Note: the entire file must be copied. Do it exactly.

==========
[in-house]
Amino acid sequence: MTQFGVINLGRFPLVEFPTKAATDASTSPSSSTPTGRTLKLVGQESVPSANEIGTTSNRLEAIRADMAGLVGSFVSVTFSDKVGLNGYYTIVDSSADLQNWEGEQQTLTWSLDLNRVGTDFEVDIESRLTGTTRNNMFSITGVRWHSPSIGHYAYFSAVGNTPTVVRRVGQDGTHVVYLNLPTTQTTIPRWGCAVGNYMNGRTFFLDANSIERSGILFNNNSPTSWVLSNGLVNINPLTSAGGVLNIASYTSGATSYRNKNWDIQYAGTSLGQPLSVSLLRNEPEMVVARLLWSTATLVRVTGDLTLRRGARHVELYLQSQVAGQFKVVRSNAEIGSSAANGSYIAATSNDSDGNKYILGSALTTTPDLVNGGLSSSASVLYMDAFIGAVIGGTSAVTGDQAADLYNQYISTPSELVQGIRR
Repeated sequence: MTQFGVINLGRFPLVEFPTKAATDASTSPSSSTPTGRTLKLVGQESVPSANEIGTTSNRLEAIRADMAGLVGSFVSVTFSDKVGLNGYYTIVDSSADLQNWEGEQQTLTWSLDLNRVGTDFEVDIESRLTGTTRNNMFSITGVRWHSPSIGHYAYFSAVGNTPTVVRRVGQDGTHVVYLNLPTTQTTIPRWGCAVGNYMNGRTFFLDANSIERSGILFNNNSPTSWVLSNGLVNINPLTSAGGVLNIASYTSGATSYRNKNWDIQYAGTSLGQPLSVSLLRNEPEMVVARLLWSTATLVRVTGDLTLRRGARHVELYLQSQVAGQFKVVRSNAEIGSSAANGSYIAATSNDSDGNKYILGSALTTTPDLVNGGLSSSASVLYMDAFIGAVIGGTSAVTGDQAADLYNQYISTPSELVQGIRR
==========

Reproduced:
[in-house]
Amino acid sequence: MTQFGVINLGRFPLVEFPTKAATDASTSPSSSTPTGRTLKLVGQESVPSANEIGTTSNRLEAIRADMAGLVGSFVSVTFSDKVGLNGYYTIVDSSADLQNWEGEQQTLTWSLDLNRVGTDFEVDIESRLTGTTRNNMFSITGVRWHSPSIGHYAYFSAVGNTPTVVRRVGQDGTHVVYLNLPTTQTTIPRWGCAVGNYMNGRTFFLDANSIERSGILFNNNSPTSWVLSNGLVNINPLTSAGGVLNIASYTSGATSYRNKNWDIQYAGTSLGQPLSVSLLRNEPEMVVARLLWSTATLVRVTGDLTLRRGARHVELYLQSQVAGQFKVVRSNAEIGSSAANGSYIAATSNDSDGNKYILGSALTTTPDLVNGGLSSSASVLYMDAFIGAVIGGTSAVTGDQAADLYNQYISTPSELVQGIRR
Repeated sequence: MTQFGVINLGRFPLVEFPTKAATDASTSPSSSTPTGRTLKLVGQESVPSANEIGTTSNRLEAIRADMAGLVGSFVSVTFSDKVGLNGYYTIVDSSADLQNWEGEQQTLTWSLDLNRVGTDFEVDIESRLTGTTRNNMFSITGVRWHSPSIGHYAYFSAVGNTPTVVRRVGQDGTHVVYLNLPTTQTTIPRWGCAVGNYMNGRTFFLDANSIERSGILFNNNSPTSWVLSNGLVNINPLTSAGGVLNIASYTSGATSYRNKNWDIQYAGTSLGQPLSVSLLRNEPEMVVARLLWSTATLVRVTGDLTLRRGARHVELYLQSQVAGQFKVVRSNAEIGSSAANGSYIAATSNDSDGNKYILGSALTTTPDLVNGGLSSSASVLYMDAFIGAVIGGTSAVTGDQAADLYNQYISTPSELVQGIRR